Another entry in Meme Police, cue the music. This one’s a little complicated.
Someone asked me about the following quotation this morning. I tried to ignore it and move on with my day, but the internet is a terrible drug.
So, this does not really sound much like Aristotle and I will be the first to admit it. I expected this to be totally fake. I searched around a little, and found a link on wordreference.com which includes the following rather convincing Greek.
“Aνδρειότερος εἶναι μοί δοκεῖ ὂ τῶν ἐπιθυμῶν ἢ τῶν πολεμίων κρατῶν καὶ γὰρ χαλεπώτατόν ἐστι τὸ ἑαυτόν νικῆσαι
This is listed as being from Stobaeus’ Florilegium. This attribution shows up in a quotation book from the 19th century.
There’s more than a little problem with this ascription. First, elsewhere in this particular quotation book, Stobaeus is cited by Roman numeral and Arabic numeral, so, probably according to the standard version published by Wachsmuth and Hense (1884; available through the TLG) or the version edited by Augustus Meineke in 1854. The edition cited in the quotation book is one printed by Hieronymos Frobenius from the 16th century. The editor was Sigismundus Gelenius who only printed part of the Florilegium.
The 19th century editors do slightly different things with this line. Neither of them include it in the full manuscript. Meineke includes it among the Addenda ex edit. Froben (additions from Frobensius).
Wachsmuth and Hense include it in the apparatus criticus (page 502):
The later editors have judged that the original quotation above is not correctly part of the manuscript tradition Stobaeus and was instead added in the margins because of its similarities to the sentiment attributed to Democritus.
Stobaeus 3.17.39, attributed to Democritus [=page 502 Hense]
“Not only brave is the one who is stronger than enemies, but the one who is stronger than pleasures is too.”
᾿Ανδρήιος οὐχ ὁ τῶν πολεμίων μόνον, ἀλλὰ καὶ ὁ τῶν ἡδονέων κρέσσων.
Democritus’ line is a little different from the Pseudo-Aristotle: where Democritus merely says that the one who overpowers desire is also brave (like one who overpowers enemies), the dubious fragment claims that this man is braver.
I think that it is most likely that this made the leap straight from Meineke’s version to the quotation book without the collator actually consulting Frobenius. According to editorial information above, the line is extracted from a collection of gnomologia (proverbial sayings).
But, it gets a bit more complicated: Here’s the one of the works cited above, the Aristotle Pseudographus.
This is cited from the section of this text on Pseudo-Aristotle which is titled dubia. In particular, this is from the subsection “sententiae ex florlegiis collectae” [“quotations collected from quotebooks.”). As Rose notes in the introduction, the section attributed here to Maximus are printed in gnomologia from the 12 century CE (Laurentianos XI, 14) and the 11th century (VII, 15). [This is what “La” means above.] Several of these sententiae are attributed to Maximus Monachus, Maximus the Confessor, from the 6th-7th century CE.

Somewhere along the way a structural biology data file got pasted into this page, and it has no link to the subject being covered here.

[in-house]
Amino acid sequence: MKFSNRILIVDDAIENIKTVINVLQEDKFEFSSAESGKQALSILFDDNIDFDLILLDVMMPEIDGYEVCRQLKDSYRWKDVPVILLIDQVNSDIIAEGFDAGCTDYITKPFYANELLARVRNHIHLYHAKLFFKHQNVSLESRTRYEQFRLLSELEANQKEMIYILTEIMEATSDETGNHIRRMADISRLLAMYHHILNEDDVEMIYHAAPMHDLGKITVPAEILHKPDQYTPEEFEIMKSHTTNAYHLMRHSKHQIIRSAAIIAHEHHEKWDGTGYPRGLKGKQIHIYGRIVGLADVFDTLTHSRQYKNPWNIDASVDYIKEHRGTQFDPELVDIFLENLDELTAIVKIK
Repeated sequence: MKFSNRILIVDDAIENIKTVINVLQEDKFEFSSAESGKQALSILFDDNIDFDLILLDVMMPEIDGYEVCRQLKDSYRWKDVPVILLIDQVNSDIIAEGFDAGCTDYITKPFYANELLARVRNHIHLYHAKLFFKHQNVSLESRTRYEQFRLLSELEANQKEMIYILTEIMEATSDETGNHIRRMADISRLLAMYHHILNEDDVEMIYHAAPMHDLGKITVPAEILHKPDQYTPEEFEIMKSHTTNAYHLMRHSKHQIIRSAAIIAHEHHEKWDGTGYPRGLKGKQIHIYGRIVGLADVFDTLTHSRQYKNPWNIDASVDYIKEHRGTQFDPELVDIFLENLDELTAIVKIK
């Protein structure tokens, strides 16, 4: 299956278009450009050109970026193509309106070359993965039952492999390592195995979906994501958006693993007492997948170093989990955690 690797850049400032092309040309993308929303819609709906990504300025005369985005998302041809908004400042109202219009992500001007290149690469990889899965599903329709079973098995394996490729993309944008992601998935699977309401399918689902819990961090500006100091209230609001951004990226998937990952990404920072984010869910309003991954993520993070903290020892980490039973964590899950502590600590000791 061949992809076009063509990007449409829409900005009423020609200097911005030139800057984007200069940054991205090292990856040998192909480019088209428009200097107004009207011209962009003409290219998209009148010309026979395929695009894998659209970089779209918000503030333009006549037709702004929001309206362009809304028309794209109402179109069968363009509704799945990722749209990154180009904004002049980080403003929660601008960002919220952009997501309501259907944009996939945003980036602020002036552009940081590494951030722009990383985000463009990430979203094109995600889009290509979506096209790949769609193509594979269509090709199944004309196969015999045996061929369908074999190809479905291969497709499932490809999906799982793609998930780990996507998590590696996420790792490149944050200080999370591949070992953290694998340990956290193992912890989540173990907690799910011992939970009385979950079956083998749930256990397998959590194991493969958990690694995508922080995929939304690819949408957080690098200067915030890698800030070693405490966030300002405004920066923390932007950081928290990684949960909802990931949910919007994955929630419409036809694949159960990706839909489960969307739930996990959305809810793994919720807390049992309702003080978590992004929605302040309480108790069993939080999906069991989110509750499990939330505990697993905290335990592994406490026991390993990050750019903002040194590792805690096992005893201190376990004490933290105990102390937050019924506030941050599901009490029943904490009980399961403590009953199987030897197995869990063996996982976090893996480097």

So, based on the pretty clear fact that this line is not included in the manuscripts of Stobaeus, but is instead attributed to other florilegia from the medieval period and that its content seems more Stoic (and more stoic-Christian) than anything in Aristotle, I am going to say this is just not Aristotle.
This entire process has made me think that I need some sort of rating system, since there are levels of fakery. So, let me explain.
- The Real Deal: A quotation from an ancient text which is extant.
- Aegis Real: Like the head of the Gorgon Medusa, these quotations have been decontextualized and passed down embedded in some other ancient author. They have been attributed to the same author for a long time, but who really knows.
- Delphian Graffiti: A quote of real antiquity, but whose attribution has been shifted for different valence in modern contexts (e.g., “know thyself” has been attributed to almost everyone)
- Rhetorica ad Fictum Fake: (with thanks to Hannah Čulík-Baird) Aristotle and Quintilian think it is just fine to make up quotations for persuasive reasons. This actually undermines many of the attributions we have from antiquity. So, this is the kind of fake that is really old and may just be too good to be true.
- Cylon-Helen: Just as Herodotus and Stesichorus report that ‘real’ Helen was replaced with a near-exact copy for the ten years of the Trojan War, so too some quotations are transformed through translation (Latin into Greek, Greek into Latin; or into Modern languages). The intervention of an outside force changes the cultural status of the words.
- Peisistratos Fake: A quote that is not misattributed or transformed, but merely just dressed up and falsely claimed as antique for political reasons (the tyrant Peisistratos pulled some pretty crazy stunts to get into power). These quotations have no sources in antiquity and are used to enforce modern points of view.
- Racist Fake: Quotations of the Peisistratus type but with the particular intention of enforcing a racist world view.
This quotation has some antiquity to it but it is not in any text we have from Aristotle and is not attested until at least the 6th century CE. While it has some Cylon Helen features and not a little of Peisistratos cultural drift going on, it is Delphian Graffiti level fake: it has shifted to Aristotle over time.